Also, Mellett Mall was developed by a group of people relatively inexperienced at developing malls. Mellett was constructed as an open-air center in a time when the open-air concept was being phased-out. On the other hand, the developer of Belden Village, The Richard E. Jacobs Group, was well aware of the the growing enclosed mall trend and built accordingly.

          I still think Canton Centre has potential but I do not believe it is enough of a destination place to function properly again as a mall. The more successful malls tend to have a series of other retailers and shopping centers surrounding the mall as mentioned before. Since Canton Centre is land-locked by houses it should market itself as a quick and convenient place to shop. Both Walmart and JCPenney at Canton Centre look to be well-performing stores so maybe pulling another big-box store into the center would not be a bad idea. A 100,000 to 150,000 square foot store could easily fit to the south of JCPenney and face Whipple Avenue if the empty areas of the mall were demolished. Turning the back of the mall into smaller stores would seenm to backfire in my opinion. Smaller stores would be too dependent on the small amount of traffic venturing off Tuscarawas Street and driving around the mall. Another option could be demolishing the empty parts of the mall and building traffic-independent structures like condos or office buildings in the back and only build the smaller, more traffic dependent, retail stores within sight of Tuscarawas Street.


The image below seems to show a possible redevelopment plan for Canton Centre.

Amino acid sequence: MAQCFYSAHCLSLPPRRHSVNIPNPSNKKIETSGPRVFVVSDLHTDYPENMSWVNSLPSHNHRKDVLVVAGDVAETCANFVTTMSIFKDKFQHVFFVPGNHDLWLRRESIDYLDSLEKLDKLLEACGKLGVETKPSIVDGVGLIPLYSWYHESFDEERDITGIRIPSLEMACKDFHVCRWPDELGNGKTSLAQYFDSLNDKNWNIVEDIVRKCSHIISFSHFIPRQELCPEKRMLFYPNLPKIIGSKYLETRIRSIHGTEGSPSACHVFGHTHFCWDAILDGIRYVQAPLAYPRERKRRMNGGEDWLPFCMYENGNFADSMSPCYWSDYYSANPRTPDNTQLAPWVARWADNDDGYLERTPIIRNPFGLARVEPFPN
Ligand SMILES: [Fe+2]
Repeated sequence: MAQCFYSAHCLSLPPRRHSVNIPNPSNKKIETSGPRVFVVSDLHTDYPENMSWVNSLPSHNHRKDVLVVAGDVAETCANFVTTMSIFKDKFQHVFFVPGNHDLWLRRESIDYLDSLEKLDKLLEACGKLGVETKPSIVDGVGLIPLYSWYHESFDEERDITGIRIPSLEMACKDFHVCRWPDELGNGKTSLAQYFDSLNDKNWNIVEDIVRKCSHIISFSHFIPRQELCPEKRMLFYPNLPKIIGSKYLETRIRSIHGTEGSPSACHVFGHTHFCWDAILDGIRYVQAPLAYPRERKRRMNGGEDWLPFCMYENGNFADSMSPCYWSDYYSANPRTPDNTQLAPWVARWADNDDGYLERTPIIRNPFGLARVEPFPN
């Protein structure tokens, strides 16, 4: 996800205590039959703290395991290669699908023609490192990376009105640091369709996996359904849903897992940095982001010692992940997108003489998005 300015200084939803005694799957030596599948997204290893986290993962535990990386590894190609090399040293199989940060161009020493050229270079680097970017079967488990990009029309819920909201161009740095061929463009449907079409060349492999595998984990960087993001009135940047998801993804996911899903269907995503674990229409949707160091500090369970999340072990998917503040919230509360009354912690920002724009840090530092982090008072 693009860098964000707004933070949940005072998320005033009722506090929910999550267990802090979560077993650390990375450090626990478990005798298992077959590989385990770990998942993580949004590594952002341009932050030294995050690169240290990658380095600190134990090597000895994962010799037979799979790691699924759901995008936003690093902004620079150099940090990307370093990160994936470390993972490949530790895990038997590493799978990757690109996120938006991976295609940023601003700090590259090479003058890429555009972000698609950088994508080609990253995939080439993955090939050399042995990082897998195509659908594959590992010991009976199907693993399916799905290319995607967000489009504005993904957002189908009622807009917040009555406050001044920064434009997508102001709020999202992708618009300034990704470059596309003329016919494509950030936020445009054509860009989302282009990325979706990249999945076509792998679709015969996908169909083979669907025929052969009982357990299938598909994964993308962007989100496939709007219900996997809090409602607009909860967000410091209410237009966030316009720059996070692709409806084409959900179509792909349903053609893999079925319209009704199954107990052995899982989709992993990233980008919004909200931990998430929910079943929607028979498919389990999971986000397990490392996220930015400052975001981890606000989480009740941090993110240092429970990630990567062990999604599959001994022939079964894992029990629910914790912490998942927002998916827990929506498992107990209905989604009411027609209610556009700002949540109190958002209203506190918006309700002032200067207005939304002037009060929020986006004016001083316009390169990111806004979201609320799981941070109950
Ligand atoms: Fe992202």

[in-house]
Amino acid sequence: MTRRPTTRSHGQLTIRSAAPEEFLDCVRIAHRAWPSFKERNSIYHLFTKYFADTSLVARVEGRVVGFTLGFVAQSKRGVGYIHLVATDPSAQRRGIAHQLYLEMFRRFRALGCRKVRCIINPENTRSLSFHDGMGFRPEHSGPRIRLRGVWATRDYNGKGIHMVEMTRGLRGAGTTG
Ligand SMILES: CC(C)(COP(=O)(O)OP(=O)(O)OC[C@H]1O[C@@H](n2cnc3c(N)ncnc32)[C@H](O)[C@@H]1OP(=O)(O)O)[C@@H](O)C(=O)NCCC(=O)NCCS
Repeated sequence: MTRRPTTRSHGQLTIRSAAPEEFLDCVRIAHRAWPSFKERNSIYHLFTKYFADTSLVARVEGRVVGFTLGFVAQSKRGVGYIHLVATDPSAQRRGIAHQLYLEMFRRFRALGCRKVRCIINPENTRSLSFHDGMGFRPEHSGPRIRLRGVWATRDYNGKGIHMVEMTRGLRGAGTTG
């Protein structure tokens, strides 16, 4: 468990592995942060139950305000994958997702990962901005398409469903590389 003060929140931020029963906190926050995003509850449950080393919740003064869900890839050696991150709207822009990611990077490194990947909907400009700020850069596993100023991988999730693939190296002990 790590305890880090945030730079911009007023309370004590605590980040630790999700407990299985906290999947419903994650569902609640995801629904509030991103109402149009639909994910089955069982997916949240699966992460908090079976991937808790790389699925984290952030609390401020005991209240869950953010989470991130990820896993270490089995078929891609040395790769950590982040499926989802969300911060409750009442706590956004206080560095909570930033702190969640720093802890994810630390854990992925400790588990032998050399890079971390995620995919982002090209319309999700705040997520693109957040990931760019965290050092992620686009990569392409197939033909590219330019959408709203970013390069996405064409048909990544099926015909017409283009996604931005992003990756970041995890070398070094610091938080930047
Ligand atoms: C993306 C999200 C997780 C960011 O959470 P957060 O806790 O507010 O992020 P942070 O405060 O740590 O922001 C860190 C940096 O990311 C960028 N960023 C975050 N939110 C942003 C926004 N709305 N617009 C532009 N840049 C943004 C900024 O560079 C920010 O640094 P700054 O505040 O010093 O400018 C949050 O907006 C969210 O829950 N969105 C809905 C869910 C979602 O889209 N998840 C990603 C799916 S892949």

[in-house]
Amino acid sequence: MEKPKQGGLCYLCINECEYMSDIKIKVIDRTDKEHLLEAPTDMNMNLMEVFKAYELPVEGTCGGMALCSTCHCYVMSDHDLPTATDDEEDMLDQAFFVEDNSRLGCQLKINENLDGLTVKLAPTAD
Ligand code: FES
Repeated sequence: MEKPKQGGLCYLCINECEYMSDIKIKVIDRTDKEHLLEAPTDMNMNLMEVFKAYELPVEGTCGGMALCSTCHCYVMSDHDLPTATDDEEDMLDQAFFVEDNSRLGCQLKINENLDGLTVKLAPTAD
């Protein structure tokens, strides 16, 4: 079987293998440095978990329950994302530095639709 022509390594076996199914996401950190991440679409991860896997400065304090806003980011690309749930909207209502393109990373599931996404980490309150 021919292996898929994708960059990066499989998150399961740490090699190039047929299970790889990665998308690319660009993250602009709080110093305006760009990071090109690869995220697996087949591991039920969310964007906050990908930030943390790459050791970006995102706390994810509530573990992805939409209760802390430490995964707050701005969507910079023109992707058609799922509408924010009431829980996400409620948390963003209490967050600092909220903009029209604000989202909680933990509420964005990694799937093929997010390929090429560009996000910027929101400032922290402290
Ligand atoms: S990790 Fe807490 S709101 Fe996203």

Image from

          The plans above are for a lifestyle center type redevelopment. I am unsure when these plans were made; they could possibly be the 2009 plans that never materialized. The most notable part of the plan above is the demolition of the currently open, but empty, mall corridors for a parking lot area between Walmart and JCPenney. Unlike the cases of many dead mall redevelopment projects it appears that the developer wants to keep the majority of the mall structure intact. Most of the Mellett Mall / Canton Centre site is comprised of buildings that are 45 - 50 years old and connected together by 1977 built mall corridors so modernizing the buildings could possibly end up more complicated than demolishing the empty buildings and starting fresh.


A screenshot of the long-gone Canton Centre website. Pictured in the bottom-right corner is the food court entrance that was removed when stores were added to the front of the mall.

The only remaining mall entrance. The cars are parked for Walmart.
Video Time!

Now on to the pictures!

Empty mall corridor; not a single business remains operating inside this mall. The main function of the mall appears to be as a walkway from Walmart to JCPenney or vice versa.
Closed corridor to the Food Court. 
Closed corridor to the Food Court.
Former fountain
Closed mall corridor to the south of the JCPenney entrance. The closed hallway leads quite a way to the former  O'Neil's / May Co. / Kaufmann's / Macy's department store and other corridors that are now closed.
Empty "The Diamond Company" store

The JCPenney entrance has been sealed except for a small gap in the glass partition. Note: the signs say "Emergency Exit Only".
Former Added Touch store

Towards the fountain and food court
Former Kay Jewelers 
Former Chase Bank

Now on to the exterior

Signs on either side of the mall entrance

Vintage JCPenney! This store still has much of the original look from 1965.

Former Auto Center

Closed mall entrance
Closed 11th street entrance / exit
Former O'Neil's / May Co. / Kaufmann's / Macy's
Department store

Both sales floor levels have windows over-looking the south parking lot. As mentioned earlier-on there is an enclosed car parking area underneath the two sales floors.

Despite most of the Canton Centre Mall site sitting empty, it looks like a strong strip mall to passersby.
DEB and Velocity relocated from inside the mall.

Dots, Sally Beauty Supply, and Hibbett Sports
Shoe Show, Velocity, and Rue 21
The Walmart adjacent to the mall. This store replaced the east wing of the mall
That is all for now.

  • (book) Canton: A Journey Through Time